Museum of London Docklands London, England, United Kingdom
The Museum of London Docklands opened in 2003 and is part of the Museum of London. It is located at Canary Wharf, in London. It tells the story of the port of London and the related dockland communities, from around 1600 to the present day.
The Museum of London Docklands is housed in an original warehouse at the West India Docks, which were built in 1802 at the initiative of London's plantation owners and sugar traders. It is the location of the acclaimed London, Sugar, and Slavery Gallery, the only permanent gallery to deal with London's involvement in both slavery and the slave trade. The gallery outlines the City's early trade with Africa and the activities of its slave traders; life on the plantations and the wealth derived from the British colonies in the Caribbean; resistance to slavery and the campaign for abolition of both the slave trade and slavery; the African presence in London after abolition, and the legacy of London's involvement in slavery. Among the many items on display are glass beads produced in London for use in the slave trade, a draft of the abolition bill, a banner produced for the abolition campaign, manuscripts, and prints.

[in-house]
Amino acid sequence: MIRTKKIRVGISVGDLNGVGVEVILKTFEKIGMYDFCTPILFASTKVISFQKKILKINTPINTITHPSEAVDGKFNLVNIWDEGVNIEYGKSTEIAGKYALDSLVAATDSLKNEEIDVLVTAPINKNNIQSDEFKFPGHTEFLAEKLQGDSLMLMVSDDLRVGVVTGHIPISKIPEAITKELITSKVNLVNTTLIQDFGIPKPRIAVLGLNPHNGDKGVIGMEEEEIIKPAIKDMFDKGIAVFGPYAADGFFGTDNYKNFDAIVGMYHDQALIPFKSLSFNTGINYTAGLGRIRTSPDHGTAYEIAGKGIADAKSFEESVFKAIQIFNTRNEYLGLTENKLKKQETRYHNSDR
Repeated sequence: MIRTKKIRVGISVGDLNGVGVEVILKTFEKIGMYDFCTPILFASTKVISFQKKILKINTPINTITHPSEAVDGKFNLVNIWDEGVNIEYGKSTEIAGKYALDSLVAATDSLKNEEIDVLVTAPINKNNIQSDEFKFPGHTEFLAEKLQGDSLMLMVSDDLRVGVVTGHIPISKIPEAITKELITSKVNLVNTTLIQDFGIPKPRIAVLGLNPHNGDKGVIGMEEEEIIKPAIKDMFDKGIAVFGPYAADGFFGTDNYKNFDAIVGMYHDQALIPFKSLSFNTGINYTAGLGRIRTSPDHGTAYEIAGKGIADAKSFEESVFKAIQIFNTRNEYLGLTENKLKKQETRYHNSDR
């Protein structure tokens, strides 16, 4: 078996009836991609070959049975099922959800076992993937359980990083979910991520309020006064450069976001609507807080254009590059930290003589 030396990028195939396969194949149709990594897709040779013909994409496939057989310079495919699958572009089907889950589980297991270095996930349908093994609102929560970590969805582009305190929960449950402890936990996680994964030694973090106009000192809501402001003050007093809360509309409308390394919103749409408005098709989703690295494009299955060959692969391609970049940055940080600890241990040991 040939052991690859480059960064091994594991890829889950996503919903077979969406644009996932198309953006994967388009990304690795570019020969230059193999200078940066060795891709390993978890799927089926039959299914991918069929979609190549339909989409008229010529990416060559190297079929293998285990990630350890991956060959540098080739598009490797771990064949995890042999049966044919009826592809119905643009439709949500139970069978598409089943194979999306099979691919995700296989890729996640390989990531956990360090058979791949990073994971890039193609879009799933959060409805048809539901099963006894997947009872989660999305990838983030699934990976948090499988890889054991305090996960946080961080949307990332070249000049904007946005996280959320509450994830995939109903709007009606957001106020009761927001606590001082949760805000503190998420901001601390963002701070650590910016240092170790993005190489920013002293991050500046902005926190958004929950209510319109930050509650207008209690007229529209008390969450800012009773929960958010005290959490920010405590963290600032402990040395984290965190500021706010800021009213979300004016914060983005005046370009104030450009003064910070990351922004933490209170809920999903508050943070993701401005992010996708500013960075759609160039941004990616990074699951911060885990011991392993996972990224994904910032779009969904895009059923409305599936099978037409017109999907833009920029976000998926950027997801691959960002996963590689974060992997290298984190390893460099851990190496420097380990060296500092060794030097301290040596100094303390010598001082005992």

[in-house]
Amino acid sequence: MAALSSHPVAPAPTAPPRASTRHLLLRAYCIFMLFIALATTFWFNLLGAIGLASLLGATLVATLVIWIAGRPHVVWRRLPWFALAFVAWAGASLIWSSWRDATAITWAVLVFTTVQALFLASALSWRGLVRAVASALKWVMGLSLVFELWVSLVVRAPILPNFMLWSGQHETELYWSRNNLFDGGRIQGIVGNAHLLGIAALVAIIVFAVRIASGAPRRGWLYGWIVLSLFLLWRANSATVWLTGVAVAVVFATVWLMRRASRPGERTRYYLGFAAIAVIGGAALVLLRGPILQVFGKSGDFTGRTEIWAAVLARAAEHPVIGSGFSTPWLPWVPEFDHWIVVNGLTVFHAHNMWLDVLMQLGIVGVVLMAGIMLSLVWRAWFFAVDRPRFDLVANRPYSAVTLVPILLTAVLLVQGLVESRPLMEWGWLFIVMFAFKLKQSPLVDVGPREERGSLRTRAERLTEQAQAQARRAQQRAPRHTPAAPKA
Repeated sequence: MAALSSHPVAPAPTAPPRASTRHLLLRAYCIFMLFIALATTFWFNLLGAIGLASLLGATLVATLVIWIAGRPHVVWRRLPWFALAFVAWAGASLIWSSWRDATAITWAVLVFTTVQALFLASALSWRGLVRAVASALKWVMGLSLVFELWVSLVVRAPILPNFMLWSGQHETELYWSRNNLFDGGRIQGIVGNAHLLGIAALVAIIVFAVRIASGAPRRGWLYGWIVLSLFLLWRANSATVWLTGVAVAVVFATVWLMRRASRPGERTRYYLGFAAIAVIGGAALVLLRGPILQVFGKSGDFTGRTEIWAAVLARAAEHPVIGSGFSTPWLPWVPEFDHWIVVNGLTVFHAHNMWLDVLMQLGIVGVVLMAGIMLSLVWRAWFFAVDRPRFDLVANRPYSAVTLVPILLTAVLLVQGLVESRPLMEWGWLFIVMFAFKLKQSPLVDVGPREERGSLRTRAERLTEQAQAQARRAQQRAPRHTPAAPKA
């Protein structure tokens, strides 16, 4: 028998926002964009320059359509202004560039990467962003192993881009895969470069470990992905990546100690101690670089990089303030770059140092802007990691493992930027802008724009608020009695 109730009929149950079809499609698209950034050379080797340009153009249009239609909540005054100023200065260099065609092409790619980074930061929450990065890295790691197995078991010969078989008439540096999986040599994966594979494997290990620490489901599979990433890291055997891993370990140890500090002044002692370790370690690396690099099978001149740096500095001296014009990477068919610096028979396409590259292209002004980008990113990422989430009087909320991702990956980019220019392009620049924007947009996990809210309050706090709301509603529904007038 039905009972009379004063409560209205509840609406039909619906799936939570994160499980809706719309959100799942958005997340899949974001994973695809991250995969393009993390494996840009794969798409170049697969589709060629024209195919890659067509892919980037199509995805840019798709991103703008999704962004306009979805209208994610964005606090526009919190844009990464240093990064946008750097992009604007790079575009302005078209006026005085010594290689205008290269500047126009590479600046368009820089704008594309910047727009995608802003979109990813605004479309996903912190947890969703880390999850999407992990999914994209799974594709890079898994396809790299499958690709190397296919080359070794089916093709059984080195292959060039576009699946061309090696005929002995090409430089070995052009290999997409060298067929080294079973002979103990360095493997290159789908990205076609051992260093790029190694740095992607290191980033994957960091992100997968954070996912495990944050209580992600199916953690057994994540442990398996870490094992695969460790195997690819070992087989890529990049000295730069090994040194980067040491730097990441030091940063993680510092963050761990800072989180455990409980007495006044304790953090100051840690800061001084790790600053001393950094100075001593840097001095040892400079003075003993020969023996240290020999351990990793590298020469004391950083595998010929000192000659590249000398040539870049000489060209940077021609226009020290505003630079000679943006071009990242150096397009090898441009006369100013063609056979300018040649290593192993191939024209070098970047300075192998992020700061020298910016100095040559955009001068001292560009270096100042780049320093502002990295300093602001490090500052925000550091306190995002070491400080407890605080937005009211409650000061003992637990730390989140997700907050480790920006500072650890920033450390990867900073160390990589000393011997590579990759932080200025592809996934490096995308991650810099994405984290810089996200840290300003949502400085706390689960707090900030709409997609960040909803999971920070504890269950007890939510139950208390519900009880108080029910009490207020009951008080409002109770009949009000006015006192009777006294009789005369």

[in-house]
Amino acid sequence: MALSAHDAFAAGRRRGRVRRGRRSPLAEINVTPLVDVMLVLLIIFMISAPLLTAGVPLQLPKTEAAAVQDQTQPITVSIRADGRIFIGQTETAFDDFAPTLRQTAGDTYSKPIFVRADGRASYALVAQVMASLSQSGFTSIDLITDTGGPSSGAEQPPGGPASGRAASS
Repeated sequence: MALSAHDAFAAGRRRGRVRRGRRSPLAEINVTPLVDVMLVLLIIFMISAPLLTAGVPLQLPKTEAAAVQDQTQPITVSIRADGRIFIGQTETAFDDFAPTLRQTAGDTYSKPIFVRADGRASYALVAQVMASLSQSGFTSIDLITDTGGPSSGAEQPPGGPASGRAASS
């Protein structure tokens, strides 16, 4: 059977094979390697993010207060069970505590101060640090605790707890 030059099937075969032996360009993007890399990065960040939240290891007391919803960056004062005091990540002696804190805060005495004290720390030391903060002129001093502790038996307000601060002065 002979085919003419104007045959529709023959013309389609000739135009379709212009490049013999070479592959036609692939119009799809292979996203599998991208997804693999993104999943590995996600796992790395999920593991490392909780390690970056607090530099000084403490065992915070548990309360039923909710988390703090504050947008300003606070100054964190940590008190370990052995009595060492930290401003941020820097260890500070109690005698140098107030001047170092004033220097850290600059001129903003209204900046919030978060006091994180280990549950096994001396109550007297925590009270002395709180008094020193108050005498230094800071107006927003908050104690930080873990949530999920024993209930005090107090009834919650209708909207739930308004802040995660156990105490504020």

The museum's Library and Archive contains papers relating to the operations of the West India Dock company, as well as several important collections relating to slave plantations on St. Kitts, including the Golden Rock plantation owned by Thomas and John Mills, and the plantations owned by the Earl of Romney. These archives include plantation business records and extensive correspondence between London and the Caribbean.
- Cape Coast Castle
- Two Princes of Calabar
- Sierra Leone
- Bight of Biafra
- Mary Prince
- Beads manufactured in London for trade in West Africa